I’ve decided to expand on my previous post entitled, “Atheism vs Agnosticism” where I explored the different ways of thinking about atheism. The reason for this is because since writing that post, I’ve further explored what atheism means to others and have done a lot of reading on the subject. Some of the books I’ve read are: God is Not Great: How Religion Poisons Everything by Christopher Hitchens, The God Delusion by Richard Dawkins, The End of Faith: Religion, Terror, and the Future of Reason, Letter to a Christian Nation, and An Atheist Manifesto by Sam Harris – all of which I highly recommend. In addition to these books, I’ve come across a wealth of information on various websites and especially YouTube.
As my original post talked about, there are a number of ways to define the terms ‘atheist’ and ‘agnostic’. My exploration of these terms were on a more passive level, that is to say I didn’t apply an active component to the definitions; the words were simply defined as what they mean separate from how they’re used. I’d say that most atheists, like myself, use a strict definition where ‘a-theist’ means, “not theist” (just as ‘atypical’ means “not typical”), and opposed to “a disbelief in a god” (since this would indicate a type of belief itself). I tend to like this definition for its simplicity. However, I’ve noticed that most theists (meaning ‘religious believers’) tend to view the term as having much more intent behind the term, such as “against religion”, “god hater”, or “anarchist” (the last two making absolutely no relevant sense). There are many atheists out there who either don’t subscribe to the label (though fit my definition) or don’t actively oppose religion at all, while others are in active opposition to specific theistic beliefs or all of theism. It’s important to remember that atheism is not an ideology, nor is it a religion unto itself as some people like to think.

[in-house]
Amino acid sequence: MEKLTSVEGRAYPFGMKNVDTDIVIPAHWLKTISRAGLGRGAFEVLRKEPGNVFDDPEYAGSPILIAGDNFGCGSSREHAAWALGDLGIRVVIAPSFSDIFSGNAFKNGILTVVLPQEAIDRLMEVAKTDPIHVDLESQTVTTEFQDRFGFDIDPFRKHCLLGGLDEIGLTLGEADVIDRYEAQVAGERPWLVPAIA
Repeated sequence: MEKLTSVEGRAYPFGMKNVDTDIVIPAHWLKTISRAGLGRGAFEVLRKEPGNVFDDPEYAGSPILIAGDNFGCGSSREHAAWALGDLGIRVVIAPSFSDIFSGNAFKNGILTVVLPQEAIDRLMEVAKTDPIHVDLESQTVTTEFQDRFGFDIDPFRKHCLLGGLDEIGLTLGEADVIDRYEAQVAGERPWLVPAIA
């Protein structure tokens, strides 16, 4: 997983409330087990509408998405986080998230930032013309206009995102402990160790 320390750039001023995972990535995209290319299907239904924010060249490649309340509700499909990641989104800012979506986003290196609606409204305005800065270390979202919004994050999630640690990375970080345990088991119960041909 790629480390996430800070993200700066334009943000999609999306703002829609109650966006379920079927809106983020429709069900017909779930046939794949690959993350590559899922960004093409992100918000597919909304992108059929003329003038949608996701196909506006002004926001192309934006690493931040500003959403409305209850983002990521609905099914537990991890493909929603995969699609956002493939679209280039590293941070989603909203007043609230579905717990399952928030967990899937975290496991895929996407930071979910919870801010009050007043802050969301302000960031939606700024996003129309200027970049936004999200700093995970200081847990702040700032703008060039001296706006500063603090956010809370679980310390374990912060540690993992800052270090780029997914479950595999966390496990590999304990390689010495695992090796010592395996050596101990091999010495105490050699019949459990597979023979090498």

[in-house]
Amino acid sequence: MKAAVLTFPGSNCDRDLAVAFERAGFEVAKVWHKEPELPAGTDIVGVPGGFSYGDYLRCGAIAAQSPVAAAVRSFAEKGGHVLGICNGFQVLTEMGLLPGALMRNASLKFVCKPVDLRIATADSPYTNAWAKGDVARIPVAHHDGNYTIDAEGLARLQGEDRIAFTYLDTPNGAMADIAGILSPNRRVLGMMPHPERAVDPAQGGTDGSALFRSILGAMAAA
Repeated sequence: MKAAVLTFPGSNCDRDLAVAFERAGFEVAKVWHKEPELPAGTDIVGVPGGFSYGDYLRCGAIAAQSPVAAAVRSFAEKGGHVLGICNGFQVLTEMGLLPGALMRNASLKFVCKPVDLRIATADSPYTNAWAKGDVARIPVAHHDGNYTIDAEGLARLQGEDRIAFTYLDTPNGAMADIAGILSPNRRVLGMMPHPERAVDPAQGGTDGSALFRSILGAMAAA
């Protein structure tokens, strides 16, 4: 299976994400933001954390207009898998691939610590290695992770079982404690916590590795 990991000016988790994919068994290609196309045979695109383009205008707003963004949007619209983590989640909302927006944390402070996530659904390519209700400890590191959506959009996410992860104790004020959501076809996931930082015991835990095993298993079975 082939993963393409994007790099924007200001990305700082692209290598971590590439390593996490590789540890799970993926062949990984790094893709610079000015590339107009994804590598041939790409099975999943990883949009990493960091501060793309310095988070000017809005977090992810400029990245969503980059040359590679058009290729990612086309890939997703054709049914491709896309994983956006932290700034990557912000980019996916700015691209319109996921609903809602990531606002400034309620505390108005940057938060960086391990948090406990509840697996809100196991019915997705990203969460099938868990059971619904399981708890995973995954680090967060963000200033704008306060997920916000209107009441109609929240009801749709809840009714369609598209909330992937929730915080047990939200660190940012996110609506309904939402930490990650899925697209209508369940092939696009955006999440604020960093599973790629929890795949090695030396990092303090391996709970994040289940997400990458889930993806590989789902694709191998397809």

The God Delusion, by Richard Dawkins, is aptly named. It illustrates how the concept of a personal god (specifically the Abrahamic god of Judaism, Christianity, and Islam) is one of complete fiction, and yet has so many convinced of His existence, despite the mounting evidence that the world is not as described in ancient scripture.
Dawkins’s approach to his arguments against theistic belief in the supernatural is an obvious extension from his career in evolutionary biology. Dawkins is very careful to take the time to define each term that he uses, sorting out the different meanings, so that his specific use of the term is clearly understood. This goes a long way to avoid confusion, especially when talking about the polytheistic, monotheistic, pantheistic, and panentheistic uses of the word ‘god’. Dawkins is also very good at presenting a much more complete picture of commonly misrepresented & quote mined historical figures such as Einstein, the American founding fathers, Hitler, etc., and shows how their uses of the word ‘god’ rarely meets today’s Christian definition.
Dawkins’s ‘The God Delusion’ is a scientific approach, in methodology if not evidentiality, to the arguments against the beliefs in gods, and is much more reserved and soft-spoken than Christopher Hitchen’s rather abrasive book, ‘God is Not Great: How Religion Poisons Everything’. These two books have a stark contrast in their delivery, but share the same sound reasoning and logic. I highly recommend both of them.
A wonderfully concise and straightforward address to theists in general and traditional Christians in specific. The arguments brought forward in this short letter should be more than enough to convince anyone capable of rational thought of the dangerous and misguided superstitions that permeate our society. If humans expect to thrive and become more than the sum of our parts, we must shed these self-induced or inherited delusions. This work has been the first of Sam Harris’s that I have read, and it will definitely not be the last.
Does God exist? Can we know God? — These are the questions that philosophers have been debating for millennia, but I have only recently started to truly ask myself.
Since I disclosed my disbelief in the LDS Church, I’ve had many friends ask me what my current belief is regarding God in general. My friends are curious if my disbelief is isolated to the LDS Church as an organization, or if it extends to include Christianity or God in its entirety. Because I can’t see how the fallacies of the LDS Church are much different than those of other religious organizations, I’ve made the determination that God (as I have been raised to define Him) is a man-made concept. This has lead me to answer their question by saying I’m an atheist. However, my use of the term atheist, is only based on a simplistic definition. As I continue to read and learn more about philosophy, I find that my friends’ question is more complicated than I originally thought.